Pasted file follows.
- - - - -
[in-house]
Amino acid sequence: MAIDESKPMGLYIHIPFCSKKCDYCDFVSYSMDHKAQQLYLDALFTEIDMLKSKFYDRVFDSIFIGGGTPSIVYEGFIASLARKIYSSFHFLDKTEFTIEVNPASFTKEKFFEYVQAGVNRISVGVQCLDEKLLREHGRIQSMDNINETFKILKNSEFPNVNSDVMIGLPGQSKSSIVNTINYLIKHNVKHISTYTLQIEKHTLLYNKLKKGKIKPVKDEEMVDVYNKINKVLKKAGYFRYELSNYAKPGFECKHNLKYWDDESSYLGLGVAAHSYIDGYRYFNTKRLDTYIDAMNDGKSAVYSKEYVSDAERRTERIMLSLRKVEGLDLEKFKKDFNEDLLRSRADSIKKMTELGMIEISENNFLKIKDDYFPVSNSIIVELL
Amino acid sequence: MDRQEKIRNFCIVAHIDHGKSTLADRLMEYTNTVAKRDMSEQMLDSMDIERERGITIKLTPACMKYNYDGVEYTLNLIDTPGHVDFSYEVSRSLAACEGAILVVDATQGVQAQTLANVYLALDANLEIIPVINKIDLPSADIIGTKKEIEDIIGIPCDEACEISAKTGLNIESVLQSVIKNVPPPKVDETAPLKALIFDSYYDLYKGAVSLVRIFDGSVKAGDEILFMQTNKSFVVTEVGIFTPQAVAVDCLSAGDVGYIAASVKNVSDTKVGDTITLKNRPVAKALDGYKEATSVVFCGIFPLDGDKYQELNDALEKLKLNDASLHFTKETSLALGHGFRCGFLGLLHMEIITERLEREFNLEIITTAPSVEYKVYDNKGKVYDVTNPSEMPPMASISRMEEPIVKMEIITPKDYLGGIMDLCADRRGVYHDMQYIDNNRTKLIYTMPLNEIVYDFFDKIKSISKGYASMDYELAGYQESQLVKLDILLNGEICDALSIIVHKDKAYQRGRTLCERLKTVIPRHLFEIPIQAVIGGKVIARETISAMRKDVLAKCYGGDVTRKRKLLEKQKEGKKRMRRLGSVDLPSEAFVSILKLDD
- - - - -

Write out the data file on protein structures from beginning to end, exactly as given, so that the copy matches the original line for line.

[in-house]
Amino acid sequence: MAIDESKPMGLYIHIPFCSKKCDYCDFVSYSMDHKAQQLYLDALFTEIDMLKSKFYDRVFDSIFIGGGTPSIVYEGFIASLARKIYSSFHFLDKTEFTIEVNPASFTKEKFFEYVQAGVNRISVGVQCLDEKLLREHGRIQSMDNINETFKILKNSEFPNVNSDVMIGLPGQSKSSIVNTINYLIKHNVKHISTYTLQIEKHTLLYNKLKKGKIKPVKDEEMVDVYNKINKVLKKAGYFRYELSNYAKPGFECKHNLKYWDDESSYLGLGVAAHSYIDGYRYFNTKRLDTYIDAMNDGKSAVYSKEYVSDAERRTERIMLSLRKVEGLDLEKFKKDFNEDLLRSRADSIKKMTELGMIEISENNFLKIKDDYFPVSNSIIVELL
Amino acid sequence: MDRQEKIRNFCIVAHIDHGKSTLADRLMEYTNTVAKRDMSEQMLDSMDIERERGITIKLTPACMKYNYDGVEYTLNLIDTPGHVDFSYEVSRSLAACEGAILVVDATQGVQAQTLANVYLALDANLEIIPVINKIDLPSADIIGTKKEIEDIIGIPCDEACEISAKTGLNIESVLQSVIKNVPPPKVDETAPLKALIFDSYYDLYKGAVSLVRIFDGSVKAGDEILFMQTNKSFVVTEVGIFTPQAVAVDCLSAGDVGYIAASVKNVSDTKVGDTITLKNRPVAKALDGYKEATSVVFCGIFPLDGDKYQELNDALEKLKLNDASLHFTKETSLALGHGFRCGFLGLLHMEIITERLEREFNLEIITTAPSVEYKVYDNKGKVYDVTNPSEMPPMASISRMEEPIVKMEIITPKDYLGGIMDLCADRRGVYHDMQYIDNNRTKLIYTMPLNEIVYDFFDKIKSISKGYASMDYELAGYQESQLVKLDILLNGEICDALSIIVHKDKAYQRGRTLCERLKTVIPRHLFEIPIQAVIGGKVIARETISAMRKDVLAKCYGGDVTRKRKLLEKQKEGKKRMRRLGSVDLPSEAFVSILKLDD